Remember the Pokemon Sword and Shield leaks from the, at the time, unreleased strategy guide? Well, the Pokemon Company were less than happy about them and have taken legal action against the leakers in a new lawsuit.
The lawsuit targets three unknown US residents who were allegedly the first to share images from the Pokemon Sword and Shield strategy guide. These images spread like wildfire through various websites and social media platforms after they first surfaced.
Included in the leaks were the evolutions of the Gen 8 starter Pokemon — Grookey, Scorbunny and Sobble — and several Gigantamax species. The lawsuit contains 38 exhibits used as evidence, of which 19 are the leaked images.
People working on the development of Pokemon Sword and Shield, and those with access to unrevealed information surrounding the game, are required to sign non-disclosure agreements (NDAs). These are legally binding contracts preventing those who sign them from sharing details with a third party.
The Pokemon Company (TPCi) seems particularly upset about the release of what they consider secret information. The lawsuit even alludes to their intention of not sharing these details before the game's release on November 15.
"There is value in this secrecy. The videogame industry is highly competitive with thousands of new games released annually. To maximize consumer interest and excitement in new Pokémon games, TPCi and its partners carefully time announcements about new Pokémon, features and functionality," part four of the introduction within the lawsuit states.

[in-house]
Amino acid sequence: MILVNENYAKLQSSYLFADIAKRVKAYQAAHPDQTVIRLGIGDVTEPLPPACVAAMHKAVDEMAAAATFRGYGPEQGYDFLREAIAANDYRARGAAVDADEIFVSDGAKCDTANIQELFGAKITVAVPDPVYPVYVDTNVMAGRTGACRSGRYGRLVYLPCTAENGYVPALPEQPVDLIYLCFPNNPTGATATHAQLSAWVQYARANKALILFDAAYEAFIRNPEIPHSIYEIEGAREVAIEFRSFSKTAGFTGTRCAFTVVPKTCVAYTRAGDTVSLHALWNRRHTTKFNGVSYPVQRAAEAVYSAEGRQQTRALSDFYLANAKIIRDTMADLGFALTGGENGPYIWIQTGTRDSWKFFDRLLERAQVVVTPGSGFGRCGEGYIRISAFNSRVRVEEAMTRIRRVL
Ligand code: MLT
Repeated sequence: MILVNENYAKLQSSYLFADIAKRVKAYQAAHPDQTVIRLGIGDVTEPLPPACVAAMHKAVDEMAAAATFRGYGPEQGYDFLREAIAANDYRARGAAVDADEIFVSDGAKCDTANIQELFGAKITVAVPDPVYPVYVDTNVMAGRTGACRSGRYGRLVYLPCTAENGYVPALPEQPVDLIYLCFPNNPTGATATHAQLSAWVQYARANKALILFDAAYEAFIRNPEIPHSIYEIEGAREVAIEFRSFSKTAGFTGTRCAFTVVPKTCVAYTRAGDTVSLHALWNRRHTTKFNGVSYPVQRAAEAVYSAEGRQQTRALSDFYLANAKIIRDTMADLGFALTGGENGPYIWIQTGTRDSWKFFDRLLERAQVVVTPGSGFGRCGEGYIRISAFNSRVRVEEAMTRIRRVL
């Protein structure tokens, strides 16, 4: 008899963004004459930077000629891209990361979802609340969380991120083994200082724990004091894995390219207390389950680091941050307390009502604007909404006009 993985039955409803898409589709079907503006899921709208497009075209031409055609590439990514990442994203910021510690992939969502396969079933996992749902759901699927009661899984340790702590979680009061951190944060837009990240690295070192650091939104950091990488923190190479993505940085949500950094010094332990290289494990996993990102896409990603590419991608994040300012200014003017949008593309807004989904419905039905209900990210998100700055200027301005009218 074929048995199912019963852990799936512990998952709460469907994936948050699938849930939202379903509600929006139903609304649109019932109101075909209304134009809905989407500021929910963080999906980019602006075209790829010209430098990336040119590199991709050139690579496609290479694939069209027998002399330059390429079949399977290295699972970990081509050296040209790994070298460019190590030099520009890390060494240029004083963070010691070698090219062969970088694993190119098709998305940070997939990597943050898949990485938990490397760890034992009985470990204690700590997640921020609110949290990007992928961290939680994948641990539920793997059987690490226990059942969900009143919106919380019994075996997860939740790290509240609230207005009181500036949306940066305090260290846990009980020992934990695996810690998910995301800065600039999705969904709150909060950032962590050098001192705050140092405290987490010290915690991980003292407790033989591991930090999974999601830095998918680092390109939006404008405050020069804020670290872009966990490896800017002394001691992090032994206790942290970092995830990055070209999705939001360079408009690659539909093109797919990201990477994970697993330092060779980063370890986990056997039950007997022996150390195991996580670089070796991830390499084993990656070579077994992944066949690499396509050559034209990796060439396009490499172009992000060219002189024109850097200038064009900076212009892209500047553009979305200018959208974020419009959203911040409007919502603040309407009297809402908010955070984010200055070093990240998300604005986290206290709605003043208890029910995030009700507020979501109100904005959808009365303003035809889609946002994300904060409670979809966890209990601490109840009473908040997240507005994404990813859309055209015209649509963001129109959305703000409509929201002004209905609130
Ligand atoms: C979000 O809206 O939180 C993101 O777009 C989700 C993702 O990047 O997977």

It goes on to say: "TPCi seeks to hold Defendants responsible for their misappropriation of TPCi’s confidential and trade secret information, and requests all appropriate relief including but not limited to injunctive and monetary relief, damages, an accounting, and attorneys’ fees."
Prior to these being leaked on November 1, there had been months of leaks relating to Pokemon Sword and Shield, although none of them could prove to be 100% credible. Given a lot of these were random anonymous forum posts, it seems Nintendo and the Pokemon Company weren't too concerned with them.
There were also substantial datamines in the days leading up to the release but it isn't clear how the dataminers got their hands on a copy of the game.
We'll have to wait and see how the case, first reported by Forbes, plays out and will continue to keep you updated with any further developments.